June 16, 1928, the defendant mailed notice to Seckosan of the premium due July 1. This premium was not paid, and the insured died August 10, 1928, it is alleged from accidental means. By order of the probate court a one-twentieth interest in the policy was assigned to the plaintiff McFadden. The question presented by this appeal is, when was the second premium due?

The plaintiffs contend that by the terms of the application the insurance did not take effect until the first premium was paid in cash and that, since Seckosan's note was not paid until about June 20, the second premium did not become due July 1 following but became due a full quarter after June 20, and that consequently the insurance was in force when Seckosan died.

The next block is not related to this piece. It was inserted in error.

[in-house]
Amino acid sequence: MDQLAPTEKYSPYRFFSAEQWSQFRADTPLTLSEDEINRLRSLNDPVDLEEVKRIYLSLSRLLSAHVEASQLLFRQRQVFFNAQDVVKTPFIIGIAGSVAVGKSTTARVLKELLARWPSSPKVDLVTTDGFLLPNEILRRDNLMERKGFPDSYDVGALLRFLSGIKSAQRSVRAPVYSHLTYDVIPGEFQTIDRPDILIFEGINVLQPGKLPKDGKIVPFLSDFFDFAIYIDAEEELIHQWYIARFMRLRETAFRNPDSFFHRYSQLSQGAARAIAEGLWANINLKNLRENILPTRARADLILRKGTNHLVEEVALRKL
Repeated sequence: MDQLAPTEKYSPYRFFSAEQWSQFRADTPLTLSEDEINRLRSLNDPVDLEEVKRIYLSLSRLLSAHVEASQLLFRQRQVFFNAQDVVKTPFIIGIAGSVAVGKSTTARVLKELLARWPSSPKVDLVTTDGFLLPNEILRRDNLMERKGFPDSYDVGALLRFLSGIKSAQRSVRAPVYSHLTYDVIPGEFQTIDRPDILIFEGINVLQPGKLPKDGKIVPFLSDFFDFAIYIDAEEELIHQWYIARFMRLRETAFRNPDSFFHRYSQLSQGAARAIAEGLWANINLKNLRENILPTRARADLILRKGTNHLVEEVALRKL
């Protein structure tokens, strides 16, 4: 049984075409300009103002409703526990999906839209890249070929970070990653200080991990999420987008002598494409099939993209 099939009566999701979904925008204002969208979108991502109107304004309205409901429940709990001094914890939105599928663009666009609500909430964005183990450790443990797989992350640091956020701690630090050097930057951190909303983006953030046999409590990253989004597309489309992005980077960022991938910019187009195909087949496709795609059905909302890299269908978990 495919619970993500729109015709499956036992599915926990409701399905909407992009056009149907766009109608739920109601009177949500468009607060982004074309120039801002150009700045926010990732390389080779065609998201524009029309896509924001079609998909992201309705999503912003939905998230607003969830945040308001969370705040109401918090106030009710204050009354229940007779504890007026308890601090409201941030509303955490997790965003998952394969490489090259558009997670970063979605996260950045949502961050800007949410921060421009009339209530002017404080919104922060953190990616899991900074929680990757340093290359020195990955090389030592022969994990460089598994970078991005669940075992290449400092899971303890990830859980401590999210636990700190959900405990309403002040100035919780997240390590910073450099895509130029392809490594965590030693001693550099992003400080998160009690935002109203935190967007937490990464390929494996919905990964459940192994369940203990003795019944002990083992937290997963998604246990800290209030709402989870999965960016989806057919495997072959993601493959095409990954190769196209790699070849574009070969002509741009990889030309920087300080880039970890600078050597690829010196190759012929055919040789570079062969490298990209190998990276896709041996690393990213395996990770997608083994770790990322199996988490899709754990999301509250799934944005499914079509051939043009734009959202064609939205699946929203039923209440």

1. We take first the provisions of the application. It provides that the insurance shall not take effect until the policy is delivered and the premium paid, but at the same time the company in the application gives the applicant a choice as to when he shall have his policy dated. Apparently the choice made should depend upon whether payment is made with the application or left until delivery. Seckosan chose the date of the application, and the company conformed to his request and accepted his note. True, the note he gave was not paid until after delivery of the policy; but a note may legitimately be received in payment of a premium, and this one was receipted for in the policy as payment. Coughlin v. Reliance L. Ins. Co.161 Minn. 446, 201 N.W. 920; Kilborn v. Prudential Ins. Co.99 Minn. 176, 108 N.W. 861. The statute, 1 Mason Minn. St. 1927, § 3406(3), forbids a provision in a policy which purports to effectuate insurance prior to the date of the application if thereby *Page 612 the assured would rate at an age younger than his age at the date of his application. But here there was no attempt to circumvent that statute. The parties contracted that the insurance should become effective as of the date of the application. At the time of the delivery of the policy the note was treated by both parties as payment and the policy dated to take effect as requested. Applicant evidently erred in the computation of his age, but this was corrected by the company as provide under question 9 of the application. His insurable age was soon to change, and that no doubt accounts for the selection of the date of application as the time he wanted the policy dated. Applicant thereby gained the advantage of a lower premium rate. There would also be a factor advantageous to him on the accumulations. Presumably the choice was deliberate and well considered in view of applicant's normal expectation of life. In a short time the lower premium would make up for the period between the date of the application and the delivery of the policy, when it is conceded by defendant he would not be covered. The lower premium was ample consideration for the shortened period of effective insurance. Johnson v. Mutual B. L. Ins. Co. (C.C.A.) 143 F. 950.